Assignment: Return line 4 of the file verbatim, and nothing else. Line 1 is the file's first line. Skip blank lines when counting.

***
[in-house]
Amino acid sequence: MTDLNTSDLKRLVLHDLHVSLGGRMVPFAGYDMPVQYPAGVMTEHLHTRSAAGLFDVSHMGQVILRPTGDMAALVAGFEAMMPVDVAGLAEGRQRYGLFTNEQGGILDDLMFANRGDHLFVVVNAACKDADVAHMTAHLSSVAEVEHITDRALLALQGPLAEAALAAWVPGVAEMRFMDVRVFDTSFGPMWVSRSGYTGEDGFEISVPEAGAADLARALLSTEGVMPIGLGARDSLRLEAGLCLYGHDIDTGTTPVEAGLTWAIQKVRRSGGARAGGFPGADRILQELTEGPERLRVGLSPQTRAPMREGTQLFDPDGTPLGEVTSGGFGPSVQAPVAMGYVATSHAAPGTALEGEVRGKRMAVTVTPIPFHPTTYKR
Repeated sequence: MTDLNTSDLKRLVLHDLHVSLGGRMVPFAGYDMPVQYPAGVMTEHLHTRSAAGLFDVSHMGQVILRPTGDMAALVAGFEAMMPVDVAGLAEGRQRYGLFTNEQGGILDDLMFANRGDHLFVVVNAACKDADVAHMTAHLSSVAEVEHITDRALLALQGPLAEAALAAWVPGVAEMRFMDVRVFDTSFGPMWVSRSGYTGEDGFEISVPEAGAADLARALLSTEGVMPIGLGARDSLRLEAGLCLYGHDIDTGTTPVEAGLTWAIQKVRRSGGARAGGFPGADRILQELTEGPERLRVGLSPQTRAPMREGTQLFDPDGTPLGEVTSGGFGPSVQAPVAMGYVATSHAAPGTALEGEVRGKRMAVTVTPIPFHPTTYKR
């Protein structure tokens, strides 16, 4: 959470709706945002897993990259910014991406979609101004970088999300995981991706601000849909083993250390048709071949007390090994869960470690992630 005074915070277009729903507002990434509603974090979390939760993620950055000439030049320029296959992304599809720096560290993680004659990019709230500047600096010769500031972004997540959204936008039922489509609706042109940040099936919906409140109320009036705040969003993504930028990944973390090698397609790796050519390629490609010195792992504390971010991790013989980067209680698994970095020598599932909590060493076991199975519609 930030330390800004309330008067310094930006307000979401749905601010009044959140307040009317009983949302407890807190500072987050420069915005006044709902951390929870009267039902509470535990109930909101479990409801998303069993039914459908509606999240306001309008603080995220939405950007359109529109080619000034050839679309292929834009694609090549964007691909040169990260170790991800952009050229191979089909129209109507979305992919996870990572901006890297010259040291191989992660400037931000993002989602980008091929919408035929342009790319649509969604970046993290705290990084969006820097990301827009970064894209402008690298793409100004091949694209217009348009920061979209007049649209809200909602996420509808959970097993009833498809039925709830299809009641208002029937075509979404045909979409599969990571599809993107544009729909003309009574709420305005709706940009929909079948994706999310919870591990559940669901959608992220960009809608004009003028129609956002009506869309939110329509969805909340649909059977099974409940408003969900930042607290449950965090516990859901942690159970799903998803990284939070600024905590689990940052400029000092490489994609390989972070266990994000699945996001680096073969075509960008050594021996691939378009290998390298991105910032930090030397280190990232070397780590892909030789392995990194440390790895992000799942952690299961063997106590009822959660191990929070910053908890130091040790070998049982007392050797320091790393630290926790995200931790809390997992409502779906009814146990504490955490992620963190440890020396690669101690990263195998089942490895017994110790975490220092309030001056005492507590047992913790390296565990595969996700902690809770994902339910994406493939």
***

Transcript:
């Protein structure tokens, strides 16, 4: 959470709706945002897993990259910014991406979609101004970088999300995981991706601000849909083993250390048709071949007390090994869960470690992630 005074915070277009729903507002990434509603974090979390939760993620950055000439030049320029296959992304599809720096560290993680004659990019709230500047600096010769500031972004997540959204936008039922489509609706042109940040099936919906409140109320009036705040969003993504930028990944973390090698397609790796050519390629490609010195792992504390971010991790013989980067209680698994970095020598599932909590060493076991199975519609 930030330390800004309330008067310094930006307000979401749905601010009044959140307040009317009983949302407890807190500072987050420069915005006044709902951390929870009267039902509470535990109930909101479990409801998303069993039914459908509606999240306001309008603080995220939405950007359109529109080619000034050839679309292929834009694609090549964007691909040169990260170790991800952009050229191979089909129209109507979305992919996870990572901006890297010259040291191989992660400037931000993002989602980008091929919408035929342009790319649509969604970046993290705290990084969006820097990301827009970064894209402008690298793409100004091949694209217009348009920061979209007049649209809200909602996420509808959970097993009833498809039925709830299809009641208002029937075509979404045909979409599969990571599809993107544009729909003309009574709420305005709706940009929909079948994706999310919870591990559940669901959608992220960009809608004009003028129609956002009506869309939110329509969805909340649909059977099974409940408003969900930042607290449950965090516990859901942690159970799903998803990284939070600024905590689990940052400029000092490489994609390989972070266990994000699945996001680096073969075509960008050594021996691939378009290998390298991105910032930090030397280190990232070397780590892909030789392995990194440390790895992000799942952690299961063997106590009822959660191990929070910053908890130091040790070998049982007392050797320091790393630290926790995200931790809390997992409502779906009814146990504490955490992620963190440890020396690669101690990263195998089942490895017994110790975490220092309030001056005492507590047992913790390296565990595969996700902690809770994902339910994406493939």